National Free Flight Society

SEN 2410

  1. MaxMen FlyOff Plot
  2. F1S Observations
  3. TH-6a gone – Baofeng in ?

MaxMen FlyOff Plot (graphical, not conspiracy theory)
From:gilbert morris
Hi Roger,
Attached is a plot of Place vs Flight Time of the larger MaxMen flyoffs. I hope you can link to it on SEN. If you study it you can see where close placing flights were likely flying in the same air, likely inversion air.

The first flyoff flights of F1A (plot A!) from 12th to 15th place and from 16th to 31st place were closely spaced and likely in very slowly deteriorating air. Flights 6 and 7 of A2 and 2 & 3 of A3 were likely in the same air as well as 1, 2 & 3 of B2 (B2 being the second flyoff of F1B). I didn’t try to plot the F1C’s because the were relatively small and would have cluttered the graph. The lesson to be learned, I think, is if you pick inversion air you can significantly influence your flight time.

Editor’s comment:
The F1A flyoffs 1 and 2 were in the evening with gradually decaying good air. Typical evening conditions.
The third F1A flyoff  was in the morning with unusual condition. There was a wind shear layer at what I belive was somewhere between line height and top of bunt height.  The winner’s airplane handled this better than anyone else.

The F1B fly off was in the evening on a different day but with similar conditions, that of gradually decaying air.  I’m not sure what way second and third place went but I know th winder drifted to the south while most others including the 4th place getter went more to the west.

F1S Observations
There has been a recent storm in a tea cup on FB over F1S/E-36 performance. With over 170 comments maybe it is bigger than a tea cup. With people citing their own instrumented  (test) flight and theoretical calculations as to reasons why the performance is too great and the rules should be changed and other group saying I fly in lots of events (in my country) and I am not seeing that.

Free flight has many different aspects and lots of different factors contribute to success.  We have amongst us scientists from Nobel Laureates (no he does not fly F1S) down, very practical people, tough sportsmen, beautiful builders etc . All contribute, but sometimes we forget that Free Flight is a competition for FLYING model airplanes in competition with all that entails. The weather of the day with it’s thermals and downers, it turbulence and calm , it’s wind shears and regular flow don’t know that the calculations say the model should climb to 150 meters or that Brian Eggleston says the sink speed of the airfoil is .2878 meters a second.  How strong was that rubber band you held the stab on with,  did the battery for the E-36 reach it’s full charge, how much was the sportsman hurrying to get the flight in before the end of the round, was there a tiny crack in the wing so it flexed just a bit more, did the “best” guy Stan not fly today because he decided to help his buddy, …?. Many things go to contribute who wins on the day.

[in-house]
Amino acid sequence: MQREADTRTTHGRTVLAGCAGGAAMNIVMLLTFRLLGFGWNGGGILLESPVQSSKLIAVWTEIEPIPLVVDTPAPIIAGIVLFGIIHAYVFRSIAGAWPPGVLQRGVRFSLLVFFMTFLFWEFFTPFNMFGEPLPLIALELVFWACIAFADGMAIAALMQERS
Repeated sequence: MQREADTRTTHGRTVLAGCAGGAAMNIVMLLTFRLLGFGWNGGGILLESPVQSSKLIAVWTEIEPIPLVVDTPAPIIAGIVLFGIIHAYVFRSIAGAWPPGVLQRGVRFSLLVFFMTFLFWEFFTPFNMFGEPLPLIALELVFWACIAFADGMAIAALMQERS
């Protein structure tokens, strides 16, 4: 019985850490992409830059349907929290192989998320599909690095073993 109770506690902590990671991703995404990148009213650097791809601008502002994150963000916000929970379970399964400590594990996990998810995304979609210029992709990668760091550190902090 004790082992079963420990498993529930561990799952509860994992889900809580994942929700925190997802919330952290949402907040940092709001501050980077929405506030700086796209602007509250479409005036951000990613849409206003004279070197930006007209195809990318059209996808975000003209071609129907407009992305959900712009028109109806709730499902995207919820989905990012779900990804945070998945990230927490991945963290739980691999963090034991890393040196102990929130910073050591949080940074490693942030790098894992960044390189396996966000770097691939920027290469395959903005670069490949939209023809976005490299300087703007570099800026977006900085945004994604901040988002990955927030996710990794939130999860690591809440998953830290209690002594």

There is no doubt that the E-36/F1S is a simple airplane and some versions people get to fly quite well and easily but to get an exceptional performance is very hard and takes a lot of hard work. This is the same in all classes.  Because of the World Champs and World Cup with F1A, B, C, P and Q we get to see more quickly how different people from different parts of the world compare. With the Mini events, in particular F1S not so many people have travelled widely so we don’t see so much of that.

Looking at the Fab Feb in particular there are two items of interest. First the exceptional performance over the Ike/Kiwi weekend by Ralph Ray in getting some phenomenal number of Maxes over several E-36 and F1S contests held on the Ike/Kiwi weekend.  In the F1S event he was the only person to make the first flight MAX of 5 minutes and he used a 5 second motor run. This is just not possible without a little thermal help and no doubt that Stan Buddenbohm was at his side when launched contributed to him finding that nice piece of air.  NO other F1S model made 5 minutes and they were using 10 second motor runs. BUT several airplanes from the other 3 mini classes F1H, F1G and F1J all made the 5 minutes… hmmm ?

Finally the person who won the Top Dude award for the best F1S performance over the Fab Feb was not a Nobel Laureate , not a professional sportsman, did not have expert help, just a regular dude who likes flying model airplanes and went out and flew in all F1S events, Derek McGuckin.


TH-6a gone – Baofeng in ?
From: hot wired
The popular Kenwood TH-6A handheld radio that has many options and excellent reception on a wide range of frequencies so has been used for tracker reception has been discontinued and replaced by a superior, more expensive model with more features that are not needed for our purposes.  This is probably a tipping point in purchasing decisions.  What to get now ?

We have noticed the popular Chinese Baofeng handhelds that are about 10% of the cost of a Kenwood with probably about 955 of the capability for our purposes. There is some confusion because there are at least 3 models:  UV-5R, UV-8R and UV-82 all seem to work and the differences seem unimportant. But it is not really clear what these differences are and do they matter  anyone know ?
And another plus is that they come in bright colors !

Yes I know the in thing is to have a GPS but radio beacon are not completely passe, are in popular use and also used in a redundant system.